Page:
The Kitchen Sense Cookbook Spotlight: Black Eyed Peas and Black Eyed T’s July 18, 2006

Blackeye1

Let’s get in the way-back machine, shall we?

Back in June, Cath from A Blithe Palate and Sara and Ali from the Weekend Cookbook Challenge asked me to participate in a Cookbook Spotlight. Considering that cookbooks are to Tami what Hustler is to the average American male – I buy them for the photos – I enthusiastically accepted. The cookbook, titled Kitchen Sense by Mitchell Davis, came…

Kitchensense

AND THERE WERE NO PHOTOS IN IT. I was crushed.

Nevertheless, I picked out my recipe and made it: Chickpea and Spinach Salad. I took its photo. It was very tasty. The entire cookbook seems to be well tested, well thought out, and could very possibly achieve what it has set out to do: to provide you with one volume of foolproof, go to recipes.

This is, my friends, where the wheels come off. In the time since I made the recipe, I have celebrated my 30th birthday – for two disgustingly gluttonous weeks. I have worked like a maniac. I have run the Peachtree Road Race. I have traveled. I have, subsequently, had my camera stolen – with said photo of one Chickpea and Spinach Salad still on the memory card.

So this weekend, as my new camera arrived and I was deciding which recipe to try out for my replacement post from Kitchen Sense…I managed to give myself a black eye. No. Really. I am going to spare you the ridiculous story…but it has to do with being in close proximity to a car phone charger with a springy cord. I wish I was kidding.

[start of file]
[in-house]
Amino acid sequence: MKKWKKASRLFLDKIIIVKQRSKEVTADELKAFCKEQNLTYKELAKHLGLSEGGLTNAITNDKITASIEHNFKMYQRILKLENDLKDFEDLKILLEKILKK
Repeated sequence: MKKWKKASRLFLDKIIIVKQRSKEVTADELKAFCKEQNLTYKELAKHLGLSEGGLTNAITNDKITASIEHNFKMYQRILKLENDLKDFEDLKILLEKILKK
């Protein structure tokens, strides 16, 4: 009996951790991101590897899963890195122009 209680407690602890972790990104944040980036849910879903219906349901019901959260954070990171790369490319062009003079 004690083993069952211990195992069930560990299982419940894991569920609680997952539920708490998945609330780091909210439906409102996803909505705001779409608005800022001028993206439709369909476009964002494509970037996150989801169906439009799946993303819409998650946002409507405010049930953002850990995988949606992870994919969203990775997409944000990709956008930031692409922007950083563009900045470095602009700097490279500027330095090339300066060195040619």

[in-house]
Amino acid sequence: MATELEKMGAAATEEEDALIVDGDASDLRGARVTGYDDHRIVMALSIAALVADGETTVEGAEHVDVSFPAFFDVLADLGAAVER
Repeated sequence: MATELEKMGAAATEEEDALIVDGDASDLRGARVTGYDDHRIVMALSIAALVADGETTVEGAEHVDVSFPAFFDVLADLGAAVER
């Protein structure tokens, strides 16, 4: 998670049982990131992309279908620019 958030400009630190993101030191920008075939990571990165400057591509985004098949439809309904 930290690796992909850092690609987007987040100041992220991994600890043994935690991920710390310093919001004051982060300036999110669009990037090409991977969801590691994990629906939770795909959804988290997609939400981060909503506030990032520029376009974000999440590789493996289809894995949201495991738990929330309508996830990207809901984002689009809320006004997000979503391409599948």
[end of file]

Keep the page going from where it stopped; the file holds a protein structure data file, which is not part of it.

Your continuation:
The force did provide me with a moment of clarity: I would make Black Eyed Pea Fritters with Country Ham. My Black Eyed Pea Hummus was a rousing success…so why should these be any different?

Blackeyeclose

People. These things are divine, although *not* the most photogenic food I’ve ever prepared. These things are also totally addictive. While I can’t provide the recipe on my blog (its located on page 196 of Kitchen Sense), take my word for this one. Its a delicious mixture of black eyed peas, cayenne pepper, onion, parsley and some other stuff to hold it all together. Form into whatever shape you’d like – as big or as small as desired – and fry until brown. This is like a fluffier, more flavorful hush puppy. Plus, it has a pig product in it, which automatically makes it good. I ate mine with my favorite salsa…but they would be excellent on their own as an hors d’oeurve with a creamy & spicy dip or as a side for a pork entree.

Black Eyed Pea Fritters with Country Ham is located on page 196 in the new cookbook Kitchen Sense by Mitchell Davis and published by Clarkson Potter Publishers.

Comments

Tom Maicon Jul 20, 2006 07:07 pm

“Plus, it has a pig product in it, which automatically makes it good.”
LOL! Spoken like a true southerner.
Fun blog, Tamih.
Keep up the good work!

jasmine Jul 21, 2006 07:07 pm

I loved this post…sorry to read about your spate of bad luck though. Hopefully life has gotten better.
And I especially loved the “Plus, it has a pig product in it, which automatically makes it good” comment.
j

celebrity picture Jul 7, 2009 03:07 am

Interesting post, funny…well written

celebrity picture Jul 7, 2009 03:07 am

Interesting post, funny…well written